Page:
Sending love and hugs to wherever you now are, rest in peace dear Louise.
 
Gisele Youmbi: My first meeting with Louise was many years ago at the office located on H street. and at the time she was WBFN Coordinator. Over the years, I had the privilege to work and interact with Louise when volunteering for WBFN and MMEG activities.  Louise was truly kind, gentle and incredibly helpful, organized and also very funny.  We all grateful for her contribution to WBFN. On a personal level, Louise holds a special place in my heart. During a difficult transition in my life, Louise offered to assist me and was always available to listen to me. I will always treasure her friendship and the many funny chats we had over the years. Louise was always so happy to share news about her grandchildren and her many visits to see them. We talked again about her grandkids when I last saw Louise. Thank you Louise. Rest in peace Louise.
 
Hada Zaidan: Louise was one of a kind: brilliant, talented, loving, helpful beyond words and yet so low key and humble!!
“Still rivers run deep” --- So was Louise!
Quiet, unflappable and always available to help beyond the call of duty. 
A solid friend, discreet and wise.
A great sense of humor with twinkling eyes.
A heart of gold that spread cheer.
A problem solver and exhaustive researcher.
Always lending a hand and filling a gap.
An eternal optimist, intent on seeing the best in people.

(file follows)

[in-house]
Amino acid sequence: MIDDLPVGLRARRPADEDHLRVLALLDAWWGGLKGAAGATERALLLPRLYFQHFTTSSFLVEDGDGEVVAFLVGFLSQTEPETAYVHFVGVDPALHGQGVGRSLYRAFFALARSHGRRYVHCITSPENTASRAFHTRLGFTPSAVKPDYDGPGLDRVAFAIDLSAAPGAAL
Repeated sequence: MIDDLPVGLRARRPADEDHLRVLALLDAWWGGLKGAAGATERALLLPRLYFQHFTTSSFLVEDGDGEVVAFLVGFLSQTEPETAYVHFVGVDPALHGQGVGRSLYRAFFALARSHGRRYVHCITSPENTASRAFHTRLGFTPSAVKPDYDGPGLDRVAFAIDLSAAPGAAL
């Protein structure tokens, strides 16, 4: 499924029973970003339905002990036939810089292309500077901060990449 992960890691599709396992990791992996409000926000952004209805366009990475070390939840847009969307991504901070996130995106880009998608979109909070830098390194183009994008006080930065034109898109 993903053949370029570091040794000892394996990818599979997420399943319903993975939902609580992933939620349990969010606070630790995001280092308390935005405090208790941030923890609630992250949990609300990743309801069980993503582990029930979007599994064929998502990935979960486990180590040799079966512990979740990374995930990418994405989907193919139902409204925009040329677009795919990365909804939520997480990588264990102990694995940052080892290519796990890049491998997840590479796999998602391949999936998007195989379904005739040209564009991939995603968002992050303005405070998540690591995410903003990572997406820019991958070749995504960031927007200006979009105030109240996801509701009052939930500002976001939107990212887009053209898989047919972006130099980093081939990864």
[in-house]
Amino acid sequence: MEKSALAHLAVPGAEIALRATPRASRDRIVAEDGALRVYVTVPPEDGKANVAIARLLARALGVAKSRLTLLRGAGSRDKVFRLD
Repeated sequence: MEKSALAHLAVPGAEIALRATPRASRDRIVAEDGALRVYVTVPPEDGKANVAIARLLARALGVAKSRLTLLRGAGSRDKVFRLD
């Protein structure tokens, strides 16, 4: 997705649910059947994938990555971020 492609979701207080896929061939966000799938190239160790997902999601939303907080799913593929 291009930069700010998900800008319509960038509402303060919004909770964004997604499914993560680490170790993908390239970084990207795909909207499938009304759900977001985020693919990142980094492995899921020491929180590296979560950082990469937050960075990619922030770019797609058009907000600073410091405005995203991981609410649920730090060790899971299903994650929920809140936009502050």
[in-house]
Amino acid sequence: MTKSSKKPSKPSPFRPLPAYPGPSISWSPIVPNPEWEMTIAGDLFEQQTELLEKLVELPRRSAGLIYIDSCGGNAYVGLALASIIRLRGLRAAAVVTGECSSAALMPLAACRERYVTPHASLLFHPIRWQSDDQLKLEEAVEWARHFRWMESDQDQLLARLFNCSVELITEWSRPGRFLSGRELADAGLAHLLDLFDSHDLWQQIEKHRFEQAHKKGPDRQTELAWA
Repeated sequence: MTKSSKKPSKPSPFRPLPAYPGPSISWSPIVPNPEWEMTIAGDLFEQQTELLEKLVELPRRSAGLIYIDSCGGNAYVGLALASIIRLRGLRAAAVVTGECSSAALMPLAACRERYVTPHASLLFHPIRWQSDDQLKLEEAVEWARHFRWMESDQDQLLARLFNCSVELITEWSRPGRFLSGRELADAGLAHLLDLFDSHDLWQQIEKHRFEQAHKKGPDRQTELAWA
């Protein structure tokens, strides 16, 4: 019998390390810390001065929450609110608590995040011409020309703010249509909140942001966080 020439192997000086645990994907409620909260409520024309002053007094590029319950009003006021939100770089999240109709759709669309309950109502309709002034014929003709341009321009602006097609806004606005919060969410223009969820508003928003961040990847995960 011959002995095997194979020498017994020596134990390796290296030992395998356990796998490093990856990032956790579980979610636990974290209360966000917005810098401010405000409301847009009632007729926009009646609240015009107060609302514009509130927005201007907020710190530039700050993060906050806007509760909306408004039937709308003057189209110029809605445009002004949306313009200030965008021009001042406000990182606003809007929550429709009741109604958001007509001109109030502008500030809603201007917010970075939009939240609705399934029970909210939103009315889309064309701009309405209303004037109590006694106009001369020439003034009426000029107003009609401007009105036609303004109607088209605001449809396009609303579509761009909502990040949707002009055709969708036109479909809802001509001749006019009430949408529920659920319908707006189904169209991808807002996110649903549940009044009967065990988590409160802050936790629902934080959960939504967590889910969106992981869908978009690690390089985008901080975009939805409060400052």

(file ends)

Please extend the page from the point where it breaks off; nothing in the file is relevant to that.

A solid realist, with courage that ran deep.
That is the Louise I knew,
That is the Louise I will deeply miss.
Rest in peace dear friend.
 
Ki Harley: The world is poorer without Louise. She meant a  lot to me and so many of us. When she retired I wrote this. Can’t say it better now. 
Dear Louise (please click here for the Link)
Always ready to please
whenever we chose to breeze
in to the office for a coffee 
or a word of comfort
she’d be there at ease 
sharing her people expertise 
never the slightest chill or freeze.
 
In spite of buzzing around
as busy as can be
she’d free up time 
appear as calmness sublime
ready to discuss any outlandish project 
figure how NOT to blame or shame 
listen to personal grief
deal with tantrums of temper
in the office over coffee.
 
Louise has been the WBFN
on whom we’ve learnt to depend 
mistress of internal politics
she made multiple processes tick 
she knew a trick or two
for making people click
in the office over coffee.
Oh Louise! Full of refinements
midwife of multiple assignments.
Go well! Happy retirement!
 
Lois Khairallah: Louise’s passing is so sad. She was loved by many and is dearly missed.  Her joy and compassion and her solid integrity were treasured. We trusted her. We valued her friendship. Louise and I first met at the WBFN when she was volunteering for a clothing drive for ASHIANA. Subsequently we worked together when she started as the WBFN Coordinator and I became WBFN President. It was a new beginning for us both, and I cherish the memory of our shared efforts to serve the WBG family community. Louise was unstinting in her dedication and untiring and undaunted in her efforts to fulfilling her role as Coordinator. So much more than that, she was an inspiration and pleasure to work with. Louise’s support and contributions in many forms to the MMMF (now MEG) were important to its continuing success in helping women internationally. She brought her talents to numerous projects, including development of the WBFN financial literacy program. Her life and kindness and exemplary character touched many. She provided comfort to many. Louise will be well remembered. My deepest condolences to her dear husband and sons and their families. 
 
Maaike le Grand:  Tribute to Louise Shimizu